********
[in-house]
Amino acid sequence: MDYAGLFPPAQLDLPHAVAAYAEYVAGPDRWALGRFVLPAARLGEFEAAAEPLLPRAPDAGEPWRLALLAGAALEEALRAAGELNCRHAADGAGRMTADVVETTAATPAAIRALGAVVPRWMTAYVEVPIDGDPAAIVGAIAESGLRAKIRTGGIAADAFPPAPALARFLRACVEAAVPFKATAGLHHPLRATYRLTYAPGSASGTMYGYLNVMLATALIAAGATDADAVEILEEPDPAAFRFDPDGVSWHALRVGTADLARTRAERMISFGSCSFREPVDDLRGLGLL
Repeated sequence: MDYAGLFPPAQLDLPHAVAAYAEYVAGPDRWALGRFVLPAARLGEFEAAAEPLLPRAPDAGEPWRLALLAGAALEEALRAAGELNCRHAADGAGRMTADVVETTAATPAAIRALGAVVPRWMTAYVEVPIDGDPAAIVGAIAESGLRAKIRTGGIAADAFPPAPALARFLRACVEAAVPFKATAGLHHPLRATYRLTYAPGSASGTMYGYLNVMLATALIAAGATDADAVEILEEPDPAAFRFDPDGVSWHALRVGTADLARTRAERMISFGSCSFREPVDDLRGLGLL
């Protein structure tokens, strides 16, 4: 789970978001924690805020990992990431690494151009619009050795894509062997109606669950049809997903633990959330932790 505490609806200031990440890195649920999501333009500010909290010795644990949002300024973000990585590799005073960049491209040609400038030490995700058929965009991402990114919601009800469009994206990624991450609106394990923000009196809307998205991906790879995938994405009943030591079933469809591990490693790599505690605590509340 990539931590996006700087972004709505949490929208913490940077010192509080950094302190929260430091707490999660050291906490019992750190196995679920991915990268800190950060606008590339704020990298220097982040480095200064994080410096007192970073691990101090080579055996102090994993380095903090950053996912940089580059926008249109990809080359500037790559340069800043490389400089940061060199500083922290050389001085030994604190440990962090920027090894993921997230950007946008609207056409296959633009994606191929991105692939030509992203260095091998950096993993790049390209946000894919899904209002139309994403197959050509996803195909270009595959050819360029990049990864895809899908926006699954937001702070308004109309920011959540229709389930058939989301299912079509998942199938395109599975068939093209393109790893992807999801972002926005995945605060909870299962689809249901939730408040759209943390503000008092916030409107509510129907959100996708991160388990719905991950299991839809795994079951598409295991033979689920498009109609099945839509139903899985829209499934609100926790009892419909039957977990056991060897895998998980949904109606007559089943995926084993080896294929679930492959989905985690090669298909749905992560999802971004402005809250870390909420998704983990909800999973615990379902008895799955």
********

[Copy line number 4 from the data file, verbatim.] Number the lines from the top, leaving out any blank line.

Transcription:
């Protein structure tokens, strides 16, 4: 789970978001924690805020990992990431690494151009619009050795894509062997109606669950049809997903633990959330932790 505490609806200031990440890195649920999501333009500010909290010795644990949002300024973000990585590799005073960049491209040609400038030490995700058929965009991402990114919601009800469009994206990624991450609106394990923000009196809307998205991906790879995938994405009943030591079933469809591990490693790599505690605590509340 990539931590996006700087972004709505949490929208913490940077010192509080950094302190929260430091707490999660050291906490019992750190196995679920991915990268800190950060606008590339704020990298220097982040480095200064994080410096007192970073691990101090080579055996102090994993380095903090950053996912940089580059926008249109990809080359500037790559340069800043490389400089940061060199500083922290050389001085030994604190440990962090920027090894993921997230950007946008609207056409296959633009994606191929991105692939030509992203260095091998950096993993790049390209946000894919899904209002139309994403197959050509996803195909270009595959050819360029990049990864895809899908926006699954937001702070308004109309920011959540229709389930058939989301299912079509998942199938395109599975068939093209393109790893992807999801972002926005995945605060909870299962689809249901939730408040759209943390503000008092916030409107509510129907959100996708991160388990719905991950299991839809795994079951598409295991033979689920498009109609099945839509139903899985829209499934609100926790009892419909039957977990056991060897895998998980949904109606007559089943995926084993080896294929679930492959989905985690090669298909749905992560999802971004402005809250870390909420998704983990909800999973615990379902008895799955």